- If you’re wondering what the color for Autism Awareness Month is, it’s blue. It’s also the official color for the “Light It Up Blue” campaign. However, many people choose to wear other bright colors to help promote this month as well.
How People Can Raise Awareness About Autism
Many people wonder how to support Autism Awareness Month every year. Some choose to wear the Neurodivergent rainbow-colored infinity symbol, or blue or other bright-colored clothes that stand out. Some also choose to organize or host autism-friendly events or fundraisers, as well as show their support through social media campaigns. Others help by sharing media that explains what autism is and how to understand it better. There are many different ways to show that you support autistic people and want to help spread awareness of autism during this month.
However, while it is important to have a month dedicated to raising awareness about autism, we don’t believe that autism awareness should be limited to a single month – it’s something that should happen every day.
If you would like to raise awareness about autism every day and not just wonder about things to do for Autism Awareness Month, here are some of the actions you can take:
Awareness starts at home, and you should do everything that you can to understand more about autism and how it affects people.
Attend local events
There are ongoing autism awareness events throughout the year. Go to these events, take your friends and family, and even volunteer if you have the time.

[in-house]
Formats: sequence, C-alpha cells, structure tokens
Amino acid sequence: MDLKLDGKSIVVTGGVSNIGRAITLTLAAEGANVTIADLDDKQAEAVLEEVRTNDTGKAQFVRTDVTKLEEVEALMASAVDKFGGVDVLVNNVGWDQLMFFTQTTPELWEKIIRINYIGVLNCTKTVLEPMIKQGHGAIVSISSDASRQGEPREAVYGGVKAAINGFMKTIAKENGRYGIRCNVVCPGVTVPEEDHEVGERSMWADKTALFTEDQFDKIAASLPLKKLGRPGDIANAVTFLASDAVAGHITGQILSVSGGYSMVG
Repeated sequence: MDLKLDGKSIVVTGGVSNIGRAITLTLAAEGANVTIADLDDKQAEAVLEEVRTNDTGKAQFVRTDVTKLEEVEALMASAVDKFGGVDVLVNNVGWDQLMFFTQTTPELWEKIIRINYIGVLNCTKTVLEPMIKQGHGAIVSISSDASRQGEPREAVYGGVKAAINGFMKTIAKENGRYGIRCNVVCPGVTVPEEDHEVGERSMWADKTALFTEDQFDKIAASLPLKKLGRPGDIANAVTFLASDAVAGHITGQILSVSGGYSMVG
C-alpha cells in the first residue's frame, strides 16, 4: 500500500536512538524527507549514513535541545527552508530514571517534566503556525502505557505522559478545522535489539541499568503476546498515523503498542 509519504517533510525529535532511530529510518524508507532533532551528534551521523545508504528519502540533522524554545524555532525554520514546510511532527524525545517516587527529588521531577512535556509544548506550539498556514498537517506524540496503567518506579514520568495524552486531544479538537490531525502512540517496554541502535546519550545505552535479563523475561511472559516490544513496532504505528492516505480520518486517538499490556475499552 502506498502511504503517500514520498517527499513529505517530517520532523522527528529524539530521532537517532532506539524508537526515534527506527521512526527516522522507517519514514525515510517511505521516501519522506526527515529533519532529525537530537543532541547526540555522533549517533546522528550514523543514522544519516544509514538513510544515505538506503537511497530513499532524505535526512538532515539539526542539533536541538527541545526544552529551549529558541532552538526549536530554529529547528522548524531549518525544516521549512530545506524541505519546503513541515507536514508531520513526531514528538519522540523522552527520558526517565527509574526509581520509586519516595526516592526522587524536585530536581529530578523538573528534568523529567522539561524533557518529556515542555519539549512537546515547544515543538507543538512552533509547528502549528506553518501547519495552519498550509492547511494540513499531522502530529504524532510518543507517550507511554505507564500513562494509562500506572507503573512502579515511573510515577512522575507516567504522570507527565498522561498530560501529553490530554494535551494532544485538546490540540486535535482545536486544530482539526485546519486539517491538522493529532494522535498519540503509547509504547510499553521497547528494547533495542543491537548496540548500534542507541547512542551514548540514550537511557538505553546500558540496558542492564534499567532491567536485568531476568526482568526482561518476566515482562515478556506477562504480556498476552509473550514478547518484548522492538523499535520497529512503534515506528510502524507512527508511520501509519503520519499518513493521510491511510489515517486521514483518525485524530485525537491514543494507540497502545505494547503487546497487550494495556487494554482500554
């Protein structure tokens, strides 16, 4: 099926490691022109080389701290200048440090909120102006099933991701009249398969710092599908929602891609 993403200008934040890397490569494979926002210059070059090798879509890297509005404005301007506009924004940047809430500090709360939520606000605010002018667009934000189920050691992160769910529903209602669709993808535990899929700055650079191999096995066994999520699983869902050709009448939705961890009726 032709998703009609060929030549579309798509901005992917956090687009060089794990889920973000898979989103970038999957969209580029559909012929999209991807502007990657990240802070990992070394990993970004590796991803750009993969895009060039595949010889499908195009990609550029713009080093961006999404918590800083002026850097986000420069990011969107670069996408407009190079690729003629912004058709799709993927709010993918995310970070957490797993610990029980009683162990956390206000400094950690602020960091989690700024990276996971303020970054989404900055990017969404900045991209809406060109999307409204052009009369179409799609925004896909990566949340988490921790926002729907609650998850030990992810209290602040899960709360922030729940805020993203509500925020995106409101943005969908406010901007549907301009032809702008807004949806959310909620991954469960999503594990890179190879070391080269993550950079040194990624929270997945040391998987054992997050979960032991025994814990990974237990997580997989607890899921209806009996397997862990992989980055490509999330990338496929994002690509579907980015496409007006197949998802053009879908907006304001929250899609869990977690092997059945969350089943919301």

Stand up for others
If you see an autistic person being bullied or hear someone talking negatively about them, it’s time to stand up and let them know that it’s not okay.
Set a positive example
It’s important that you show others that allistic and autistic folks deserve the same respect. Always act with kindness and help people, and you will become a positive role model for others.
Methods of Inclusion and Acceptance
One of the biggest issues that people with ASD face is the feeling that they are not included and accepted. This could be for children in school or an adult at work.
It’s easy to help autistic people feel more included – keep an open mind and an open heart when interacting with autistic people. Invite them into your circles and to events (even when you know they will decline) and encourage others to treat autistic people with respect and understanding.
You can also become more involved by calling or writing to local legislators, state representatives, and other leaders about proposed legislation that could impact autistic people. Be aware of how new policies affect access to things like services, research, insurance, and more. Speak up and encourage others to do the same.
Contact us at Lighthouse Autism Center for more information about Autism Awareness Month. We also have a range of autism resources and information about our unique Lighthouse Fusion ABA therapy program for you to access online.